The Federal Reserve on Wednesday announced it would hike interest rates by three-quarters of a percentage point for the third consecutive month and made clear that more increases are in the making in hopes of taming inflation.

The increase puts the short-term interest rate at the highest levels since before the 2008 financial crisis.

Officials with the US central bank also signalled their intention to boost their benchmark interest rate to 4.4 per cent by the end of 2020, one point higher than predicted two months ago. The Fed could also raise rates even more in 2023 to as high as 4.6 per cent.

Interest rates at such high levels would make it harder for Americans to borrow money and for banks to lend it, but higher interest would also cool inflation that is at levels unseen in decades.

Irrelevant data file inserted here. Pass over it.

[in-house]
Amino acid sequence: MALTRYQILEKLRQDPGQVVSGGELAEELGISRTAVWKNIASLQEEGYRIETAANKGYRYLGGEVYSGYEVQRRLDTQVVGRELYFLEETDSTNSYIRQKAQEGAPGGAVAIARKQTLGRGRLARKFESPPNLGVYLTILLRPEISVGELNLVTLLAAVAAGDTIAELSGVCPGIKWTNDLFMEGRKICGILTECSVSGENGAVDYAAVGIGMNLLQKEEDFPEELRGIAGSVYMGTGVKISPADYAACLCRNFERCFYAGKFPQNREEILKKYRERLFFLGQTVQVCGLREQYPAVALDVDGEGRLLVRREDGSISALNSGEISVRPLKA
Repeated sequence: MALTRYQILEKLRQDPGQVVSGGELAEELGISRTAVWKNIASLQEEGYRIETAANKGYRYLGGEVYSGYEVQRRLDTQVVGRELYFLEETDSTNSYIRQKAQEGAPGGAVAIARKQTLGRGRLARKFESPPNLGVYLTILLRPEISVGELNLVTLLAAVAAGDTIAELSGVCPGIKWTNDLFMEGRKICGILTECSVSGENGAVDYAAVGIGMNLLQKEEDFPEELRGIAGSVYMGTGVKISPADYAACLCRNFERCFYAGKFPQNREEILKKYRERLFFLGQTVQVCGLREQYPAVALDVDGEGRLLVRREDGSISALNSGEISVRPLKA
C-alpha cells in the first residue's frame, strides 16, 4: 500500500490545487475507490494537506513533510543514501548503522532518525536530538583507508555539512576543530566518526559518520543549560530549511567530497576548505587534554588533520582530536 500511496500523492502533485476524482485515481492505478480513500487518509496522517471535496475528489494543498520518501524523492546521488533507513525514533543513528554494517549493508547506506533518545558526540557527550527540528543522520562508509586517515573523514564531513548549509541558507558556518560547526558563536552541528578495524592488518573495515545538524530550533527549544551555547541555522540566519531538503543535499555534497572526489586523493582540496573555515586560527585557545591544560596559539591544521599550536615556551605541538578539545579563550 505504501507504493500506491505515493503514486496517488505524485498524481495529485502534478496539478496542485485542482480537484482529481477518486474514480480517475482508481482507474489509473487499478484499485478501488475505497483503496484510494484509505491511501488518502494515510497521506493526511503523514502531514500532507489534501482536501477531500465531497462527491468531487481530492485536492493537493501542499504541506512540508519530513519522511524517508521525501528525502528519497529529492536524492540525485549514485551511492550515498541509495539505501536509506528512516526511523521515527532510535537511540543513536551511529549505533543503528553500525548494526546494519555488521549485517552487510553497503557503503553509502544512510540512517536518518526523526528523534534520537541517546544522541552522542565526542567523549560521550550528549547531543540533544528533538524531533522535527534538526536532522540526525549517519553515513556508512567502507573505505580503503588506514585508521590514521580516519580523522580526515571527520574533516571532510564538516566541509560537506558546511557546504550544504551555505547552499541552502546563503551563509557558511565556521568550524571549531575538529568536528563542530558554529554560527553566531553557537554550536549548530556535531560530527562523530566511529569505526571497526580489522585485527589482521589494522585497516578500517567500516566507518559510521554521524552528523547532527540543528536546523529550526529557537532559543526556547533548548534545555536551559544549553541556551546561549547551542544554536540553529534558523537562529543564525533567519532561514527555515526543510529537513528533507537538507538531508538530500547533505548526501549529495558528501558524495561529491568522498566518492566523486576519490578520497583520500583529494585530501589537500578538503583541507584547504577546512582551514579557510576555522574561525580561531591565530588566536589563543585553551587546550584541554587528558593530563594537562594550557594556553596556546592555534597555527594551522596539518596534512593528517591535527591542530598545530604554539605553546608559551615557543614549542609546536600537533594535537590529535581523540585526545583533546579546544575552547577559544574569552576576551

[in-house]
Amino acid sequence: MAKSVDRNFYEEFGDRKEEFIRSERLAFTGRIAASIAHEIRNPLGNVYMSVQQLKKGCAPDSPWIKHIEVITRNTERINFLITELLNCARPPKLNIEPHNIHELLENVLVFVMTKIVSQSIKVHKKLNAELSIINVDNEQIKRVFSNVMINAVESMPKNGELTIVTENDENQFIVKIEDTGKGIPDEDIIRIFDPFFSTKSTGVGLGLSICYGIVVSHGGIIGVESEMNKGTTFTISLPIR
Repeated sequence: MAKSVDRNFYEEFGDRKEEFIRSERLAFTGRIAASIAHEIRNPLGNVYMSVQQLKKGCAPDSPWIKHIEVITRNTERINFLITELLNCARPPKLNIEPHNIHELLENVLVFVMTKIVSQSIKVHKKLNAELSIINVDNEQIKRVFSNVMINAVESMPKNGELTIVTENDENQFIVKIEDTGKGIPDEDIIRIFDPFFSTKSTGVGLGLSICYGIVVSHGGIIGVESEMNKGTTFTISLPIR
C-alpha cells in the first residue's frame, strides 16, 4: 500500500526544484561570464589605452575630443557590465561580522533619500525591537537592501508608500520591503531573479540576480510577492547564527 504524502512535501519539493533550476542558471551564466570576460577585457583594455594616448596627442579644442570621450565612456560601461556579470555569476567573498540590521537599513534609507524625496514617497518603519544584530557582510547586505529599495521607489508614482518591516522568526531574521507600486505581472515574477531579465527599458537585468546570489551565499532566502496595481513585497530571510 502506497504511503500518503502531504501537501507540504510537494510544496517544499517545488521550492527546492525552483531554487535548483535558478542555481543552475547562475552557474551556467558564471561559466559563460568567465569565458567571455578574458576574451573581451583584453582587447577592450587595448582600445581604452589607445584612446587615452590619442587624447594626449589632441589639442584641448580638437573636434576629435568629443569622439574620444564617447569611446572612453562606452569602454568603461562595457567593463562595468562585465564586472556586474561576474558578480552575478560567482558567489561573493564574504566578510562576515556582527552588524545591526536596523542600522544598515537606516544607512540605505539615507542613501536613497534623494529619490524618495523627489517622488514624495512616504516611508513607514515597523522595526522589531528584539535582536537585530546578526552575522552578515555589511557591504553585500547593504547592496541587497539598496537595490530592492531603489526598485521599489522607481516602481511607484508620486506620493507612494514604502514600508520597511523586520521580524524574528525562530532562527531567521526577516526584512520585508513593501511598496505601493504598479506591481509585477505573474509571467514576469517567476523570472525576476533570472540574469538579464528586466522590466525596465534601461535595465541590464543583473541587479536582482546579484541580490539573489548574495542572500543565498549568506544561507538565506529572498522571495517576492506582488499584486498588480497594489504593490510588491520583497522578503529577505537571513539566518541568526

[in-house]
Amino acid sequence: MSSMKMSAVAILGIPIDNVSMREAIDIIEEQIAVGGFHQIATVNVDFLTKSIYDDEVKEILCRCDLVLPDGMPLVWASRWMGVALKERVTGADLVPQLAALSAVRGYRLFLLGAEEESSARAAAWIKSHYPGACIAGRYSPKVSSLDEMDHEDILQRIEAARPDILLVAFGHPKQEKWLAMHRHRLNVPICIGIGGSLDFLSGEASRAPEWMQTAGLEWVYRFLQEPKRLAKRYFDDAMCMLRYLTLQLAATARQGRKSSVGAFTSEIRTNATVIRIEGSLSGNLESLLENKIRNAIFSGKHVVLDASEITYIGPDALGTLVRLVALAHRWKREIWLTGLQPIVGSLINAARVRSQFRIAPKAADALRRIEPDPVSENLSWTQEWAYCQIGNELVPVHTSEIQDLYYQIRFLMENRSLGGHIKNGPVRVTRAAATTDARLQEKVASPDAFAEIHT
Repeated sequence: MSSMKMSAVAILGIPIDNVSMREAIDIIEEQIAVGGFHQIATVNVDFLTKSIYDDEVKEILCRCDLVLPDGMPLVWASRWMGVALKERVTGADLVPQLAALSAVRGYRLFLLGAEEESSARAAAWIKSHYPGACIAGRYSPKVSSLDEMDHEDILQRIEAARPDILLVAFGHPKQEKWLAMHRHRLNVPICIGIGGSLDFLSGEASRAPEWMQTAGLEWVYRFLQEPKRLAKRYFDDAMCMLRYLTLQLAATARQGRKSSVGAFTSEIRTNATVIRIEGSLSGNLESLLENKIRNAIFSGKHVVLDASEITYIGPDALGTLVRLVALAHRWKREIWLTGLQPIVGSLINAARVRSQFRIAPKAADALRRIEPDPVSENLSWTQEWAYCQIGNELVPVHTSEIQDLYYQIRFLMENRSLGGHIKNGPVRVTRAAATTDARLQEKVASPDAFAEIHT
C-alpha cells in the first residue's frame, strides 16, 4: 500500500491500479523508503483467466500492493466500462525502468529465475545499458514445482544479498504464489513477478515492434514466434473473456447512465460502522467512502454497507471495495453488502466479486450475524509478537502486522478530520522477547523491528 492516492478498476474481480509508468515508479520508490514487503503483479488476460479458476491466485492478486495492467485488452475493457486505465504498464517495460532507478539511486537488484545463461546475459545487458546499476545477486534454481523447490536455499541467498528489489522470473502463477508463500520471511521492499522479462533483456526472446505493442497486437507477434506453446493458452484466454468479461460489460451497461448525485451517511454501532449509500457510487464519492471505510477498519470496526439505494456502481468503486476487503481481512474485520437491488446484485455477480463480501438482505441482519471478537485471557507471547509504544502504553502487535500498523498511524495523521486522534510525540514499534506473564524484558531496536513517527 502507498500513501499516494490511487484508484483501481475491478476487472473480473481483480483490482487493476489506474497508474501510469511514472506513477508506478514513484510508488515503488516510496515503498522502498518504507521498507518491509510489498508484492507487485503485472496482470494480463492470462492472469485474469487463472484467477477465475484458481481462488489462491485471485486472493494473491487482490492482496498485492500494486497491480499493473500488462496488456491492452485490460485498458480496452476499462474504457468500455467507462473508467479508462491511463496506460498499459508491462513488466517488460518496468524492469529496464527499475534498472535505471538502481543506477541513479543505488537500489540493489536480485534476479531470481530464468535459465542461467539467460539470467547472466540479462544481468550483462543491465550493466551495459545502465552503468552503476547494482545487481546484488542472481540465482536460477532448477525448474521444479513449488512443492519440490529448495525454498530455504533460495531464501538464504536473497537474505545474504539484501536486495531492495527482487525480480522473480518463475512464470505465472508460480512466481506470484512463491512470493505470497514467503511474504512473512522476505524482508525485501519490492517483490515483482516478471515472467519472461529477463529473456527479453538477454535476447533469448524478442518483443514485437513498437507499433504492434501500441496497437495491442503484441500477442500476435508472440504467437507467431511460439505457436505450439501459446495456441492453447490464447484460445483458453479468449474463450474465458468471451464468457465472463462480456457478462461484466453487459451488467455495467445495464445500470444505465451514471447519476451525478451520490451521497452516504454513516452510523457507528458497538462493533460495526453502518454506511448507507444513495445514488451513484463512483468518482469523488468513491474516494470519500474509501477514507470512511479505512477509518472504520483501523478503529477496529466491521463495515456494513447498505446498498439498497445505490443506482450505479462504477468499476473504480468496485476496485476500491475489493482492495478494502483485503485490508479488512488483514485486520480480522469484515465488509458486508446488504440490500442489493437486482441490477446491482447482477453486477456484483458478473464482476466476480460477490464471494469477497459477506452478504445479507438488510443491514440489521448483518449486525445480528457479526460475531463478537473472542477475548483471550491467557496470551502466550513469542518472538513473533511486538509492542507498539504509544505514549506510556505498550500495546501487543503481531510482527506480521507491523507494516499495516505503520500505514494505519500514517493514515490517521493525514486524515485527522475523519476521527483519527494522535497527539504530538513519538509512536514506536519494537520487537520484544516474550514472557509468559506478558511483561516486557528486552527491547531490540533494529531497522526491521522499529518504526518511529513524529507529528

Last month, Federal Reserve Chairman Jerome Powell said the central bank is following an “unconditional” commitment to bring inflation to a target of two percentage points per year. He has also acknowledged that the rise in interest rates will “bring some pain” to consumers and businesses.

The high interest rates would be likely to trigger a recession by making it far more difficult for Americans to take out mortgages, automobile loans, or business loans. Mortgate interest rates topped six per cent last week, a level higher than has been seen in 14 years.

With additional reporting by agencies



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